Managing Type 2 diabetes? Take short walks after meals


walking after meals

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Healthcare providers often encourage people who have Type 2 diabetes to walk — even if it's only for 30 minutes a day — to help lower their blood sugar. But new research from New Zealand's University of Otago suggests that walking after meals yields better, more efficient results than walking at any other time of the day.  

Forty-one patients with Type 2 diabetes were fitted with accelerometers to measure their physical activity and devices that measured their blood sugar every five minutes. They were instructed to walk either for 30 minutes a day as advised by guidelines, or to walk for 10 minutes after each main meal.

Dr. Andrew Reynolds found that post-meal blood sugar levels dropped 12% on average for participants who walked after meals compared with other times of the day. In fact, he noted a 22% reduction in blood sugar in participants who walked after evening meals specifically, even when those meals were carbohydrate-heavy.

Professor Jim Mann says that post-meal glucose is regarded as an important target in managing Type 2 diabetes, given its independent contribution to overall blood sugar control and cardiovascular risk.

Professor Mann and his colleagues write that "postprandial physical activity may avoid the need for an increased total insulin dose or additional mealtime insulin injections that might otherwise have been prescribed to lower glucose levels after eating. An increase in insulin dose might, in turn, be associated with weight gain in patients with Type 2 diabetes, many of whom are already overweight or obese."

Benefits relating to physical activity following meals suggest that current guidelines should be amended to specify post-meal activity, particularly when meals contain a substantial amount of carbohydrates, the researchers conclude. Their findings are published this week in the international journal Diabetologia.


Timing isn't everything

Of course, it's not just the timing of physical activity that can benefit people with Type 2 diabetes. A second U.K.-based study in the same edition of the journal shows that increasing your amount of activity also aids blood sugar control.

Andrea Smith and colleagues examined the results of 23 cohort studies on the relationship between physical activity and incidence of Type 2 diabetes. The meta-analysis included 1,245,904 individuals who did nothave diabetes from the United States, Asia, Australia and Europe, among whom 82,319 incident cases of Type 2 diabetes arose during the studies' follow-up periods, ranging from 3 to 23 years. The authors found a 26% reduction in the risk of developing the chronic disease among participants who achieved 11.25 metabolic equivalent of task, or MET, hours per week — in other words, 150 minutes per week of moderate activity, the minimum amount recommended by public health guidelines.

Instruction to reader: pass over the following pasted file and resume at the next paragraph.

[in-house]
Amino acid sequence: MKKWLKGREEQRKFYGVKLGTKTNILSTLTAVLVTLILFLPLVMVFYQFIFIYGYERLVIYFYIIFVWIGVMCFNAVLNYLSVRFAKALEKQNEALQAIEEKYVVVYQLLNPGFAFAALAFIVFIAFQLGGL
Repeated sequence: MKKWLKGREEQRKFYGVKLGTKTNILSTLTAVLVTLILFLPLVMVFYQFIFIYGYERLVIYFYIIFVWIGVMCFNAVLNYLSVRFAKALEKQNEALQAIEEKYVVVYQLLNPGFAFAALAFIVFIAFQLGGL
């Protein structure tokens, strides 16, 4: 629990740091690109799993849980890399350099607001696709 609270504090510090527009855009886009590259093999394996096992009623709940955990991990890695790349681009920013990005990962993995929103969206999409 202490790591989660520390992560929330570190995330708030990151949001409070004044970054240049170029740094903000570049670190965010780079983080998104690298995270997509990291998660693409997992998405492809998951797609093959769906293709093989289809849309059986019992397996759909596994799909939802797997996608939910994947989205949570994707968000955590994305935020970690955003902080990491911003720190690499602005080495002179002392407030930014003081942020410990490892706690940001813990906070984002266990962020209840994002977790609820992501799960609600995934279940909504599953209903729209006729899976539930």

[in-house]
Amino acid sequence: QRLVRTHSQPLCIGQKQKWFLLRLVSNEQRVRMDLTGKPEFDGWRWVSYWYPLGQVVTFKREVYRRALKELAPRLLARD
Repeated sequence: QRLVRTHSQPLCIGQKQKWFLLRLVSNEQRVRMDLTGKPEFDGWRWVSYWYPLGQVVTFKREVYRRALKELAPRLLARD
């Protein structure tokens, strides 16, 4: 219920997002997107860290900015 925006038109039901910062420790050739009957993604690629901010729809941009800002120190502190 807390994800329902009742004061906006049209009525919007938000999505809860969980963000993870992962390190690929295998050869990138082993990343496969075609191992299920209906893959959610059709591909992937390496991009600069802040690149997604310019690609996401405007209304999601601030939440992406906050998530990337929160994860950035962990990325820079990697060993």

Their results also suggest that the benefits of being physically active extend considerably for levels above those minimum recommendations.

Current public health guidelines recommend a minimum of 150 minutes of moderate to vigorous physical activity or 75 minutes of vigorous physical activity a week. Self-reported data, however, suggests that as many as a third of adults globally are not meeting these targets.

Previous trials conducted in patients with impaired blood glucose tolerance provided some understanding of how physical activity could have prevented the development of Type 2 diabetes in high-risk groups. But the majority of these studies included changes to both diet and physical activity, making it difficult or impossible to isolate the effects of exercise alone.

While physical activity is known to reduce the risk of Type 2 diabetes, the shape of the dose-response relationship has been uncertain. The authors sought to examine whether significant health benefits could be realized from levels of exercise considerably higher than those currently recommended.

"Providing quantitative estimates regarding the dose-response relationship is essential for approximating how changes in levels of physical activity in the general population would affect disease incidence, and would support more nuanced guidance to the public and evidence-based dialogue in clinical settings," says Dr. Søren Brage.

In short, the study conducted by Smith and her colleagues demonstrates that although some exercise is good, more is even better. Building environments that encourage physical activity as part of everyday life may prevent substantial personal suffering — not to mention economic burden. "Given the current obesity and diabetes epidemic there is a pressing need to make our towns and cities places where getting around on foot or by bike feels like the natural choice," the team concludes.